It takes about 45 minutes to cross from one side of Port au Prince to the other by car. It is a depressing journey. You pass straight through the city slums.

And see for yourself, close-up, the images which have poured out of Haiti over the last month. Poverty, squalor, and quite probably, violence.

Jacmel, Haiti (Photo by Tiana Markova-Gold)
Citizens of Jacmel worked together to stop looting
By the time you have completed the journey it is difficult to avoid coming to a bleak conclusion. That this is a city, and a country, without hope.

But keep going, leave the capital, and another side of Haiti begins to emerge.

As the winding southern road heads into the mountains that surround Port au Prince, the city’s ugly breezeblock buildings give way to wooden ones, painted in bright colours. Gentle reminders that this country is in the Caribbean.

Drive on another two hours and you will even see a palm tree. On the outskirts of Jacmel.

This seaside city is so different from Port au Prince that it feels like another country.

Its atmosphere is distinctly laid back. Its architecture is grand. French ironwork adorns its elegant townhouses.

Above all, it seems a calm place. And that is very rare in today’s Haiti.


So what has been going on in Jacmel, during the chaotic days surrounding President Jean-Bertrand Aristide’s departure?

Jacmel artist, Patrick Boucard (Photo by Tiana Markova-Gold)

The community is more intertwined in this city so everybody learns to rely on each other and there is a lot less hate

Patrick Boucard, Jacmel artist
This city did not entirely escape the violence. But it did deal with it in a different way.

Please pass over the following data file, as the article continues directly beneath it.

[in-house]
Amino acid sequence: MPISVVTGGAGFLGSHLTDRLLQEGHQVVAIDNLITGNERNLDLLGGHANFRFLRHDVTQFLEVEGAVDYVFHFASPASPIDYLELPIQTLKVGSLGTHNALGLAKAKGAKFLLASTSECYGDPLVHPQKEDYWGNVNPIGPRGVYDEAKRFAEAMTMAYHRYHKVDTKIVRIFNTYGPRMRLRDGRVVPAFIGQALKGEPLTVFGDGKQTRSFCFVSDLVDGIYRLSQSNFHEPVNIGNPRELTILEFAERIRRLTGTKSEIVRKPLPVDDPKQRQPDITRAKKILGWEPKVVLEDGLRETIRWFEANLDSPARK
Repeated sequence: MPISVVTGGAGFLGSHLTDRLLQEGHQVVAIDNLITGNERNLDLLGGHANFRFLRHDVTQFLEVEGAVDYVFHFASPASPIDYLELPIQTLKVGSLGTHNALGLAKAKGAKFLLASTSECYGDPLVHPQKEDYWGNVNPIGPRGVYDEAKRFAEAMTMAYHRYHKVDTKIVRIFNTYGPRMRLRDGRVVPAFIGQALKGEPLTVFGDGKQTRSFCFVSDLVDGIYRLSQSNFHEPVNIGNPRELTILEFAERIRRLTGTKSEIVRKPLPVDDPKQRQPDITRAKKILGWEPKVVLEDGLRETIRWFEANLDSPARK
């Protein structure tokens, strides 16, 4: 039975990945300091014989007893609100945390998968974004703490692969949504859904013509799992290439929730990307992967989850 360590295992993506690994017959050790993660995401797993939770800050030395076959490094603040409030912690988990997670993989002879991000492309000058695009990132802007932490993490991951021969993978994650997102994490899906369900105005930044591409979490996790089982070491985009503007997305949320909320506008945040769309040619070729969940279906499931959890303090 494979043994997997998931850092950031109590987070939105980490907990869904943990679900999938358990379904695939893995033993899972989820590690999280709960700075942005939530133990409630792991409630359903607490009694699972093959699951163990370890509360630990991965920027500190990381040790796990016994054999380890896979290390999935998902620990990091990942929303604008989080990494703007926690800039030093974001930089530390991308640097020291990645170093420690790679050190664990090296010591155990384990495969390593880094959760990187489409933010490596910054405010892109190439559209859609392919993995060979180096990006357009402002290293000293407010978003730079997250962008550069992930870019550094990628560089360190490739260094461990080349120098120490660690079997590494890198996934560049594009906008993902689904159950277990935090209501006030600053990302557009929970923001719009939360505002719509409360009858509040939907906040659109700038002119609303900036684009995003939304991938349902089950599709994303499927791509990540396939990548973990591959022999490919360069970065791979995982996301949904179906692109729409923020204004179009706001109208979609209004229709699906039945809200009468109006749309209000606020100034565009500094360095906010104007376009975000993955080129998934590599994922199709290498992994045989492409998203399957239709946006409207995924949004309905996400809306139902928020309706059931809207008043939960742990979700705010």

When news that the president had gone reached the city, armed men took over the police station, like they did all over Haiti. There was some looting.

But then Jacmel’s citizens went out onto the streets and called for calm. They even made an appeal on the local radio station, asking the looters to take back what they had stolen. Almost everything was returned.

Patrick Boucard, a Jacmel artist in his late forties, was one of the residents that helped to calm things down in those precarious hours.

“Things are a bit more civilised here,” he said, sipping a beer in a converted 19th Century coffee warehouse, overlooking the pale blue Caribbean.

“The community is more intertwined in this city so everybody learns to rely on each other and there is a lot less hate.”

He said Haiti would be far better off if its leaders did something to stop people flooding to the slums of the capital to find work, and instead encouraged them to stay within smaller communities like Jacmel.

Creative spirit

He hopes this city could become a pilot project for the new Haiti. He is doing his bit – setting up a small art school to train local artists to develop and sell their work. Haitian art is renowned throughout the world, and is one of this desperately poor country’s very few exports.

Jacmel is a seductive place. But it is not a pure paradise. It operates on a semi feudal system, with most of the houses and land owned by a few rich families.

And some of its wealth undoubtedly comes from drugs. All along this coast cocaine shipments from Colombia are discreetly dropped off before being sent on to the US.

But its people do have something which is conspicuously lacking across this country. Pride.

Cleaning up

It was in Jacmel that I saw the first rubbish collection truck I have ever seen in Haiti. When I went to have a closer look I met Chery Dieumaitre, a mechanic, who was also watching the men pick up the waste.

“They do this every day, you know,” he said.

The pride he felt for that small detail, was tangible.

After a month which has left the only president they have ever elected in exile, and foreign troops patrolling their streets, many Haitians have abandoned all pride and resorted to the anarchy of looting and violence.

Maybe something can be learnt from the story of Jacmel.